Dec 2015 01

Siena Farms Blog

Sunday July 31, 2011

Summer weather, rain?

A perfect rainbow over our East Dillon Field

The fields are dry!  This time of in New England water becomes a farmers most valued resource as dry weeks can stretch to dry months.  Last season’s drought lasted from June to September and this season hasn’t been as tough but our summer’s precipitation has yielded little accumulation.  We have devised several alternatives to well-run irrigation, which is not yet a permanent fixture in many of our direst fields.  Max and Avi built a water truck using a hay truck to supply our fall carrots with water during this crucial germination period.  Keeping a close eye on the weather is always part of a farmer’s daily routine, but now we watch with anticipation of rain and wet weather patterns moving from farther parts of the nation.  Luckily for many of our already growing plants, hot and dry weather is exactly what we want this time of year.  “Hot crops;” our tomatoes, eggplants and peppers are established enough to reach for water deeper in the soil and revel in the intense sunshine and warm temps.  Weather aside, these next few days will determine the fate of those crops as we work hard to keep up with pests and rigorous cultivation schedules that can stunt growth or cause failure.  So , needless to say this is a very exciting time of the year!  We are so thankful for what we have already accomplished so far and couldn’t have higher hopes for tomato season and our heavy fall crops.  The crew has been fun-loving, hard working and knowledgeable enough to take us to a new level of productivity this season.  Lets pray for rain!

Wednesday July 27, 2011

Green Tomato Fondue with Feta & Summer Herbs

Green tomatoes makes the wait for vine-ripened much easier!

A few days ago Janice requested a recipe she saw on the Victory Garden show featured on PBS… and, as we’re always happy to share, here it is!  (What a perfect timing, by the way, as green tomatoes are just the perfect thing right now.)

Green Tomato Fondue with Feta & Summer Herbs

Serves 6

3 green tomatoes, cut and quartered
1/2 cup ouzo
1/2 cup dry, white wine
1/2 cup extra virgin, Greek olive oil
2 cups of Goat’s milk feta
1/4 cup water
1/2 cup mixed, chopped herbs (like summer savory, basil, thyme, sage, and oregano)
3 pita breads, torn into halves

1. Pre-heat oven to 400 degrees.  Place the green tomatoes into a casserole dish and season all sides with salt and pepper.  Add ouzo, white wine and olive oil and turn tomatoes so that the cut side is down.  Place in hot oven.
2. Roast for about 20 minutes or until tender when pierced with a fork.  Remove from oven and allow to cool for ten minutes.  (This will help them release more of their juices.)  Pour off the released juices into a separate bowl and reserve.
3. Crumble the feta into the work bowl of a food processor fitted with a metal blade.  Add the juices from the roasted tomatoes as well as 1/2 cup of water.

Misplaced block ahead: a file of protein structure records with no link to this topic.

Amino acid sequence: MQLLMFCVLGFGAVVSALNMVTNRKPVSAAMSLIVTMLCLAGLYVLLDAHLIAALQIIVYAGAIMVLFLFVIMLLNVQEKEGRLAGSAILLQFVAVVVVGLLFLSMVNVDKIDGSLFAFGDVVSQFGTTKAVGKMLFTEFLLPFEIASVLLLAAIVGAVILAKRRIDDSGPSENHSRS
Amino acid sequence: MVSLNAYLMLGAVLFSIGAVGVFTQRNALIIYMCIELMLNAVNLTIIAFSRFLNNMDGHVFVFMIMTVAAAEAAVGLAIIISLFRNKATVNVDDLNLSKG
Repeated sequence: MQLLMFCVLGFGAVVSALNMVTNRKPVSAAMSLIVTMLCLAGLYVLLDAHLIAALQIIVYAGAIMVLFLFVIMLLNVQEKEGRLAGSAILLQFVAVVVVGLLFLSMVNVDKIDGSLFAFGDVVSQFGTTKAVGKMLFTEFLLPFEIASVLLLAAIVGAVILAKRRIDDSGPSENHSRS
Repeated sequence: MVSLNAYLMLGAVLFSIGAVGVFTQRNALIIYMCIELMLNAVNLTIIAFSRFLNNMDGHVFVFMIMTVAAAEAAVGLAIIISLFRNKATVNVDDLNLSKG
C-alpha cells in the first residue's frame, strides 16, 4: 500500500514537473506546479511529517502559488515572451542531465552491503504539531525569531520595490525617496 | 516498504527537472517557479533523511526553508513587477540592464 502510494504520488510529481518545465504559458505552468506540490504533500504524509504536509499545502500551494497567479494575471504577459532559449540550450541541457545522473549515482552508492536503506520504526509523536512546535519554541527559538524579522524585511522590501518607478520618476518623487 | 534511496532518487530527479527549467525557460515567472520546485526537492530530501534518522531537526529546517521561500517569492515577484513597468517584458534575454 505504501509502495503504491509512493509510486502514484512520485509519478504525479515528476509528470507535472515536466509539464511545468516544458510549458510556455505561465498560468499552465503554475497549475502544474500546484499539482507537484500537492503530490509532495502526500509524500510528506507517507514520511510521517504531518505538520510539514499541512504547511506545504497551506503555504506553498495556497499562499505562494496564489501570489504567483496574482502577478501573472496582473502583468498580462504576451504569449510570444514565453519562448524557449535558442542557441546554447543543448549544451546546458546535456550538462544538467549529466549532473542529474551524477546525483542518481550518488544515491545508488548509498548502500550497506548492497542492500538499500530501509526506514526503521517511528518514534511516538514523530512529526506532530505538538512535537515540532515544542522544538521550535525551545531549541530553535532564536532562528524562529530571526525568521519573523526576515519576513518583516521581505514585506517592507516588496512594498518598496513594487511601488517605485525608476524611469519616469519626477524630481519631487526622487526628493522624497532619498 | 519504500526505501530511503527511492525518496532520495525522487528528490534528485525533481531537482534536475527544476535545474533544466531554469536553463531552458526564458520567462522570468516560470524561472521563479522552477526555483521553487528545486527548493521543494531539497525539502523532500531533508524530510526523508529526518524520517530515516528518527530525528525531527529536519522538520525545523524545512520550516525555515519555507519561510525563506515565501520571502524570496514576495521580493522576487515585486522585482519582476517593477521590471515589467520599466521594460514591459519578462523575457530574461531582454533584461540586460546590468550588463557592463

4. Blend until smooth and creamy (approximately 2 minutes).  Pour into the bottom of the baking dish with the roasted tomato quarters.
5. Bake for 10 minutes, or until soft and bubbly.  Sprinkle with chopped herbs.  Serve with grilled shrimp or pita bread.

There you go, Janice!  Happy cooking!

Monday July 25, 2011

Monday Night Dinner

Cousa squash are a colorful addition to any meal, but you should definitely try them as fritters!

Every now and again a nice summer weekend will use up every last drop of energy you have – fitting in all those “fun” activities can make a Monday morning feel like a chore!  On Mondays we like to think about having a simple, quick supper filled with delicious veggies that gets you in and out of the kitchen quickly.  Try this simple recipe for Zucchini Fritters from Ana’s cookbook, Spice.

It great with just about any type of squash or even kohlrabi… we love cousa squash because they’re farm-perfect this time of year!

Zucchini Fritters with Nasturium Aioli
For the fritters –

2 1/2 cups grated zucchini (about 1 lb.)
1 teaspoon salt
1 medium red onion, peeled and grated
1 tablespoon chopped fresh dill or mint
1 tablespoon chopped nasturtium leaves (2 or 3 leaves depending on size)
Black pepper to taste
1/2 cup flour
2 eggs
1/2 cup olive oil for frying

1. Place the grated zucchini in a colander, sprinkle it with 1 teaspoon of salt, mix it, and allow it to sit for 15 minutes.
2. Remove the excess moisture from the zucchini by squeezing it between the palms of your hands.  Place the zucchini in a large mixing bowl.
3. Add the onion, dill, nasturtium leaves, pepper, flour and eggs.  Mix the ingredients well to form a thick batter.
4. Heat the olive oil in a heavy skillet over medium heat.  When the skillet is hot, drop heaping tablespoons of the zucchini mixture into the oil and fry the fritters until they’re golden brown on both sides, about 3 minutes on each side.  Drain the fritters on paper towels.